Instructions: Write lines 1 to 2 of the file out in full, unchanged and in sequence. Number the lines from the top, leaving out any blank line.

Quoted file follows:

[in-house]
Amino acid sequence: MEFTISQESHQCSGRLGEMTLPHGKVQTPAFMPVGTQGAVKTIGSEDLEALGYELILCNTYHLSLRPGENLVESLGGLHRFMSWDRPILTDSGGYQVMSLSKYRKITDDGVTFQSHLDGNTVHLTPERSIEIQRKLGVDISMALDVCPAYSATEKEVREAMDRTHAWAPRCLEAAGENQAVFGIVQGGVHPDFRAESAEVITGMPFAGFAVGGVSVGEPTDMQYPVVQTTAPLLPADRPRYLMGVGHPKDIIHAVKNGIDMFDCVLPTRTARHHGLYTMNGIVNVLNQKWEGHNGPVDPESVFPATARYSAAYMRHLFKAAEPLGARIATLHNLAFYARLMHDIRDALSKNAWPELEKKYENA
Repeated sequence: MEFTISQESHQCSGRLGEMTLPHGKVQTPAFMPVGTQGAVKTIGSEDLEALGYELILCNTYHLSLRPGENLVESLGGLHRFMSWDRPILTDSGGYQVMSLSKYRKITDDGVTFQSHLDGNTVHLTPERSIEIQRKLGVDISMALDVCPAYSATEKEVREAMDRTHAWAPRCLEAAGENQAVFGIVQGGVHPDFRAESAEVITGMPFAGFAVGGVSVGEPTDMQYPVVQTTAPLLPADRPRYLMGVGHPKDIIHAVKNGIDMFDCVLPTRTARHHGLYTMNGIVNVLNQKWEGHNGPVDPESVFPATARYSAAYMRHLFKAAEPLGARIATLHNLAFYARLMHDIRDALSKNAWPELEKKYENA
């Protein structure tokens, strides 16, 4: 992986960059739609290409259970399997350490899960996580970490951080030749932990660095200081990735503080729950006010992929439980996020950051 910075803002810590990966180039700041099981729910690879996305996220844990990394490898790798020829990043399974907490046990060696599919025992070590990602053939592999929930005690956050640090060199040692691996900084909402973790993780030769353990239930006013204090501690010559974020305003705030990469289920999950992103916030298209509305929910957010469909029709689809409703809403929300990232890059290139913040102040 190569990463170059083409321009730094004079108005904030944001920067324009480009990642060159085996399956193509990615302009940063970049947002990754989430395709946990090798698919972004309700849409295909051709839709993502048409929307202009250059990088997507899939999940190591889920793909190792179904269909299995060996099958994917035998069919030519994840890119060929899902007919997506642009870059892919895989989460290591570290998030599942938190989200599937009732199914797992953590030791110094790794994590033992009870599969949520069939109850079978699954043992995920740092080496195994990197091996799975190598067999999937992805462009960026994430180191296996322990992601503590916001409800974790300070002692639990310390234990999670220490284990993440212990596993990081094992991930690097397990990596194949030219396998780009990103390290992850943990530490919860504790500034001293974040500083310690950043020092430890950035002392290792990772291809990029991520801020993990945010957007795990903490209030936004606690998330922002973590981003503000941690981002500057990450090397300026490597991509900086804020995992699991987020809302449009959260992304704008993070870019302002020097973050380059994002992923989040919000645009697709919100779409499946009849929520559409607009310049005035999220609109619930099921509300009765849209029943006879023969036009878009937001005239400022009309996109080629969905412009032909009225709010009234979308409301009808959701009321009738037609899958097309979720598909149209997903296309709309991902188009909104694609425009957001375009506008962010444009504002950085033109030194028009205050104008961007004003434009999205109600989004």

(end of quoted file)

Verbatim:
[in-house]
Amino acid sequence: MEFTISQESHQCSGRLGEMTLPHGKVQTPAFMPVGTQGAVKTIGSEDLEALGYELILCNTYHLSLRPGENLVESLGGLHRFMSWDRPILTDSGGYQVMSLSKYRKITDDGVTFQSHLDGNTVHLTPERSIEIQRKLGVDISMALDVCPAYSATEKEVREAMDRTHAWAPRCLEAAGENQAVFGIVQGGVHPDFRAESAEVITGMPFAGFAVGGVSVGEPTDMQYPVVQTTAPLLPADRPRYLMGVGHPKDIIHAVKNGIDMFDCVLPTRTARHHGLYTMNGIVNVLNQKWEGHNGPVDPESVFPATARYSAAYMRHLFKAAEPLGARIATLHNLAFYARLMHDIRDALSKNAWPELEKKYENA